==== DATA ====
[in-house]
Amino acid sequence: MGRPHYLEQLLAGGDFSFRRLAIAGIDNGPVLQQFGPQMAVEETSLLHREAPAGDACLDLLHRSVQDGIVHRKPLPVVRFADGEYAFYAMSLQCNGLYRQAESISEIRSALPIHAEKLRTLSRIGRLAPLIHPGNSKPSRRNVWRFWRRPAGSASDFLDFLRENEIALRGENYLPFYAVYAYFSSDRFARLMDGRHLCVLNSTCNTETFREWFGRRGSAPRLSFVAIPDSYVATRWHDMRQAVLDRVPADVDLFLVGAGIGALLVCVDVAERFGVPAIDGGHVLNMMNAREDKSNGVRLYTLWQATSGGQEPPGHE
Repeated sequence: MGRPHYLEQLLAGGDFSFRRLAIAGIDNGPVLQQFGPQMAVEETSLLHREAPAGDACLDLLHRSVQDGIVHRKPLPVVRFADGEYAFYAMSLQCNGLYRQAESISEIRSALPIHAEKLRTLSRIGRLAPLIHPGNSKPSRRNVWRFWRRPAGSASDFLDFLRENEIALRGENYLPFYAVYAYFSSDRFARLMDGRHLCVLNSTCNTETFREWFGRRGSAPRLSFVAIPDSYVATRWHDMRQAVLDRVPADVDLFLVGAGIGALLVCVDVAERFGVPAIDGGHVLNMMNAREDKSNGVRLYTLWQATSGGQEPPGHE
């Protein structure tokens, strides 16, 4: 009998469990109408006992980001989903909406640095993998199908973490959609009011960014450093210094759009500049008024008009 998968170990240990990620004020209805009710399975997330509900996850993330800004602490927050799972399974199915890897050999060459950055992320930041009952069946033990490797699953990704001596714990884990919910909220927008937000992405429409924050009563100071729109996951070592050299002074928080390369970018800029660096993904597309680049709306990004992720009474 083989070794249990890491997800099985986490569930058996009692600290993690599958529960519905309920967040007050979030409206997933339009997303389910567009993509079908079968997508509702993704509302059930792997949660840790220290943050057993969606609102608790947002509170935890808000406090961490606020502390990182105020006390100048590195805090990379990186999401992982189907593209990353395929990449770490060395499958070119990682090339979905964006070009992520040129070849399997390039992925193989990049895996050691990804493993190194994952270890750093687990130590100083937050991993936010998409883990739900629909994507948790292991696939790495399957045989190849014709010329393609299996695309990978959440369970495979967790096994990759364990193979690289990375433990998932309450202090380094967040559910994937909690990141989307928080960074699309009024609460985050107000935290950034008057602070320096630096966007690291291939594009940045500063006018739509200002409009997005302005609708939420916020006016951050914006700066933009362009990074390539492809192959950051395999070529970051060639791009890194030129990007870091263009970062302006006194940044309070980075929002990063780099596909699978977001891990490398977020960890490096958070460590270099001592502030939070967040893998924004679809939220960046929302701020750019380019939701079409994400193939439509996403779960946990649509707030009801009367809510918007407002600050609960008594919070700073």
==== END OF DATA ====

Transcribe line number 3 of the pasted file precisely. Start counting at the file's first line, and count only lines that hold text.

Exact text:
Repeated sequence: MGRPHYLEQLLAGGDFSFRRLAIAGIDNGPVLQQFGPQMAVEETSLLHREAPAGDACLDLLHRSVQDGIVHRKPLPVVRFADGEYAFYAMSLQCNGLYRQAESISEIRSALPIHAEKLRTLSRIGRLAPLIHPGNSKPSRRNVWRFWRRPAGSASDFLDFLRENEIALRGENYLPFYAVYAYFSSDRFARLMDGRHLCVLNSTCNTETFREWFGRRGSAPRLSFVAIPDSYVATRWHDMRQAVLDRVPADVDLFLVGAGIGALLVCVDVAERFGVPAIDGGHVLNMMNAREDKSNGVRLYTLWQATSGGQEPPGHE